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Situational awareness: "Federal prosecutors in Manhattan are investigating whether President Trump’s 2017 inaugural committee misspent some of the record $107 million it raised from donations," the WSJ reports.

1 big thing: The new power plays

Illustration: Aïda Amer/Axios

In state capitals around the country, we're seeing year-end power plays aimed at permanently icing out the political opposition.

Why it matters: The architects of these drives say they’re just running to the tape before they lose juice. But at a time of declining faith in public institutions, these moves can alienate voters, and make it harder for states to be responsive when the electorate demands change.

Driving the news:

  • New Jersey Democrats want to change the state constitution so that the redistricting process is no longer bipartisan, but rather largely led by whoever controls the statewide offices. The state's Democratic governor has vowed to fight the effort, calling it undemocratic.
  • Wisconsin and Michigan Republicans, who lost statewide races but control their state legislatures, are using lame duck sessions to strip incoming Democratic governors and attorneys general of their power and tighten their control on redistricting committees.

The big picture: "The Republican efforts could hurt the party’s image with moderate voters [in the Midwest] ... Yet GOP leaders are determined to push ahead, fearing that their decade-long dominance in the Midwest is coming to an end as newly elected Democrats and the prospect of more competitive districts threaten to shift the balance of power." [NYT]

Be smart: Some of America's most difficult political problems tend to trickle up from the states. Reformers might want to refocus their efforts on where the problems begin.

Bonus: Pic du jour

Photo: Virgin Galactic

Richard Branson’s Virgin Galactic has successfully launched its VSS Unity space tourism rocketship to the edge of space, just beyond 50 miles above the surface of the Earth. Go deeper.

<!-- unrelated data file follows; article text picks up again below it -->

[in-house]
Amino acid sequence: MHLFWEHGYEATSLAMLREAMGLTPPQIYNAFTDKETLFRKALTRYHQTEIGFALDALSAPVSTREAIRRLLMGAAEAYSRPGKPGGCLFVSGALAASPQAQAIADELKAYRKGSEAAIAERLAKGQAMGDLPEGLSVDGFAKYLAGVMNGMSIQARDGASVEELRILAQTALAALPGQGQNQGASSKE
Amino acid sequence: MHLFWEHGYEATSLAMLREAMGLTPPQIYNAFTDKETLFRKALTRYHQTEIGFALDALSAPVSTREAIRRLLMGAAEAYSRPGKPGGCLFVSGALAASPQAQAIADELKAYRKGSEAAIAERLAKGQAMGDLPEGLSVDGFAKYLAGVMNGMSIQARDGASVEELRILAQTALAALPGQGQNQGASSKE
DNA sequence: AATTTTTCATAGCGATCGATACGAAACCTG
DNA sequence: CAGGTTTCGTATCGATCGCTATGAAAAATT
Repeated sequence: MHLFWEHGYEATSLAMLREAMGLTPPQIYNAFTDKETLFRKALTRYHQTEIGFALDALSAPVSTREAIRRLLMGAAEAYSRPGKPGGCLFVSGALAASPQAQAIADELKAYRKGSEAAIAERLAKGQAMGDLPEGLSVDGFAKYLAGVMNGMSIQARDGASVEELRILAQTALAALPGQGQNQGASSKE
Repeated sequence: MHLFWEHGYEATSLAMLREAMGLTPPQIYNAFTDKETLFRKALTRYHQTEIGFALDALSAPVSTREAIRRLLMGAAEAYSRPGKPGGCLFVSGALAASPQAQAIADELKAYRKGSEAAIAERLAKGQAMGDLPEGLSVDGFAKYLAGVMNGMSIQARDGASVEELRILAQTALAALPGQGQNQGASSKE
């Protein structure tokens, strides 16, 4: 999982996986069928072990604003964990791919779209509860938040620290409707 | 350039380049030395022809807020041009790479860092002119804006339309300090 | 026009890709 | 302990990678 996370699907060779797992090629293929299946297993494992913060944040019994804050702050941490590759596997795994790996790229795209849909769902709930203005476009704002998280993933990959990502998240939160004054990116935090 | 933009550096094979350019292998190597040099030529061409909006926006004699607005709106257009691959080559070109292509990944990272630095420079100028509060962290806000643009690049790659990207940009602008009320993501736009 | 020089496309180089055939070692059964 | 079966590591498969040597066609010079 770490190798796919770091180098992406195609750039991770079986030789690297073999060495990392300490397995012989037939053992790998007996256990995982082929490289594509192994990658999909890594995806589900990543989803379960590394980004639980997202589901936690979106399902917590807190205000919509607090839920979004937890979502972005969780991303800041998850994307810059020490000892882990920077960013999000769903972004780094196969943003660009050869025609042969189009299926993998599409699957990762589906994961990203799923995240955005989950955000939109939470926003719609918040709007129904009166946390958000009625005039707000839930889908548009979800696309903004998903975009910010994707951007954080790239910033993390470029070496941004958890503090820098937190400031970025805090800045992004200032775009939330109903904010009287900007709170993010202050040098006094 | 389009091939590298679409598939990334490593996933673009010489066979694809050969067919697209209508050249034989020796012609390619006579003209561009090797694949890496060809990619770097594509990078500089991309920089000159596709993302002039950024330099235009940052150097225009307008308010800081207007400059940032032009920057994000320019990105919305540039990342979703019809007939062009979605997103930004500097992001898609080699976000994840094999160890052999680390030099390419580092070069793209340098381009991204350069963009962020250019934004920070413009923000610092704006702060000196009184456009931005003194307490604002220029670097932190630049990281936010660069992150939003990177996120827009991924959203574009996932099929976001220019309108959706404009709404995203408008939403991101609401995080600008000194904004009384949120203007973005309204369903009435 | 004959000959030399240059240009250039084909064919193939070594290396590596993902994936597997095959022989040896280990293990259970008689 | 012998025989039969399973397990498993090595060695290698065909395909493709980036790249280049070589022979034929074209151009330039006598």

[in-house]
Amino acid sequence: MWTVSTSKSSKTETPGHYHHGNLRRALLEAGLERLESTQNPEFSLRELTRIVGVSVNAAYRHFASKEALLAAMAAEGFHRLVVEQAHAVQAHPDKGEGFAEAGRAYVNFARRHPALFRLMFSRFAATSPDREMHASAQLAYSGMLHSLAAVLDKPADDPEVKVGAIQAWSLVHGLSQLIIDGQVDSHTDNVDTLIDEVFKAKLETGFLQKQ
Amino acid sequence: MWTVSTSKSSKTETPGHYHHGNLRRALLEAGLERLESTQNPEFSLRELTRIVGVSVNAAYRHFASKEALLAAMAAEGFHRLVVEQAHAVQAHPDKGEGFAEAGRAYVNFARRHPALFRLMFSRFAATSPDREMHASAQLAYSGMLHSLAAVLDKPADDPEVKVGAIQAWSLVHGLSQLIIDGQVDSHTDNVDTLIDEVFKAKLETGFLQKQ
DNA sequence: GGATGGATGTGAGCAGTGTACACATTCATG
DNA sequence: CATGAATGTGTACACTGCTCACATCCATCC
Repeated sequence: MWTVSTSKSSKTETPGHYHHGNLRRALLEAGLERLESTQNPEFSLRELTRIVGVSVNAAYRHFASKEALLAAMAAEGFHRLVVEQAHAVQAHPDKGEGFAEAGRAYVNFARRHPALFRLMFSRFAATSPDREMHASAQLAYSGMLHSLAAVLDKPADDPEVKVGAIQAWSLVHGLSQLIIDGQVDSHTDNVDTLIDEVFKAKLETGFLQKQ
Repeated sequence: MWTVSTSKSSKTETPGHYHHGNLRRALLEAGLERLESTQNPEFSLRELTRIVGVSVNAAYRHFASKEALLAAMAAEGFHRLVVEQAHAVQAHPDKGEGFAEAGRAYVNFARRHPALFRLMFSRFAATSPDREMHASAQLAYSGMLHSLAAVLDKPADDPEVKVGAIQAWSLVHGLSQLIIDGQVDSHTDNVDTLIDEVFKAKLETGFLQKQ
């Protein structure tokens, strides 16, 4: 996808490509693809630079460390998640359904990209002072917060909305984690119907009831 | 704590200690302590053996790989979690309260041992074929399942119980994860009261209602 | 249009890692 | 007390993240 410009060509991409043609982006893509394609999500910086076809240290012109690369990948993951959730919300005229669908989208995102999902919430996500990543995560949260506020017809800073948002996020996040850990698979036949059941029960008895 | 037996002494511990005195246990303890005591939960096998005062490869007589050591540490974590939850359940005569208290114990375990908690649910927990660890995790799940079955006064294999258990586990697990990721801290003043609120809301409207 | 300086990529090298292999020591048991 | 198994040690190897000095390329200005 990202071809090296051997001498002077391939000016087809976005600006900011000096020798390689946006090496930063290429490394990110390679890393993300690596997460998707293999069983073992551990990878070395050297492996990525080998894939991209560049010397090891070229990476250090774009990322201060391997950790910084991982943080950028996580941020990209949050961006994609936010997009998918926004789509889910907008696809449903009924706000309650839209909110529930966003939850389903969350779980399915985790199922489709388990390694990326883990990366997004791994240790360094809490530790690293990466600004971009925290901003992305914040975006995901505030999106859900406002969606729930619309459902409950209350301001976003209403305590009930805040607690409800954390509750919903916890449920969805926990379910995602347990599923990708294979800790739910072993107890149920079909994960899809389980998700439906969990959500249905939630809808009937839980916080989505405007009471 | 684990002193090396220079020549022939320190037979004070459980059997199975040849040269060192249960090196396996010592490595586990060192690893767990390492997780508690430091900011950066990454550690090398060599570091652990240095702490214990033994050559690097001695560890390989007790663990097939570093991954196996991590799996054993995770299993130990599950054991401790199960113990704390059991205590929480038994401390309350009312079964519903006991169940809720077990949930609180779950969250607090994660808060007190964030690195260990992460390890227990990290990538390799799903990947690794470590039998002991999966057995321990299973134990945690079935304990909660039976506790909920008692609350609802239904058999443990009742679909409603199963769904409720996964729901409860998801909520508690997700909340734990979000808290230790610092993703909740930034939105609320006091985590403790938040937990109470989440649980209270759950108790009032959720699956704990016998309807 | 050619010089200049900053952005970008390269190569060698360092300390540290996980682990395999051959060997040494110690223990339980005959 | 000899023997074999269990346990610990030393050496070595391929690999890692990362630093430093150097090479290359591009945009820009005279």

2. What you missed
  1. The countries most at risk for major humanitarian crises: Yemen, Democratic Republic of the Congo, South Sudan, Afghanistan and Venezuela. Go deeper.
  2. Maria Butina has pleaded guilty to conspiracy charges alleging that she acted as an unregistered foreign agent on behalf of the Russian government. Go deeper.
  3. The Senate has voted to pull U.S. support from Yemen war: It's a major rebuke to Trump, who has threatened a veto, and to the Saudis.
  4. The new oil order: The U.S. has joined Russia and Saudi Arabia as entrenched members of the super-producers club. Go deeper.
  5. Most states have shown strong revenue performances throughout fiscal year 2019, but five states — Idaho, Maine, Missouri, New York and North Carolina — are experiencing shortfalls. Go deeper.
3. The most California thing you've ever read

Nearly six years after his infamous Big Sur wedding went viral for all the wrong reasons, Napster co-founder Sean Parker has released a mobile app showing where Californians can enter the coastline in public areas, the L.A. Times reports.

  • "The saga began in June 2013, just before Parker was set to wed artist Alexandra Lenas in a Big Sur redwood grove on a hotel property."
  • "Workers had installed a 20-foot-tall gate, and set decorators had built bridges, a ruined stone castle and Roman columns in the old-growth forest glade."
  • As part of his punishment for this, Parker agreed to create an app for the state, along with a publicity video.
  • "YourCoast shows users a map of 1,563 access points that the commission tracks along the California coast."

Why it matters: "Often, public entry to the beach is just a narrow set of stairs or an alleyway next to a gated community — and certain neighborhoods are known for going out of their way to leave these entryways unmarked or unwelcoming."

Check it out.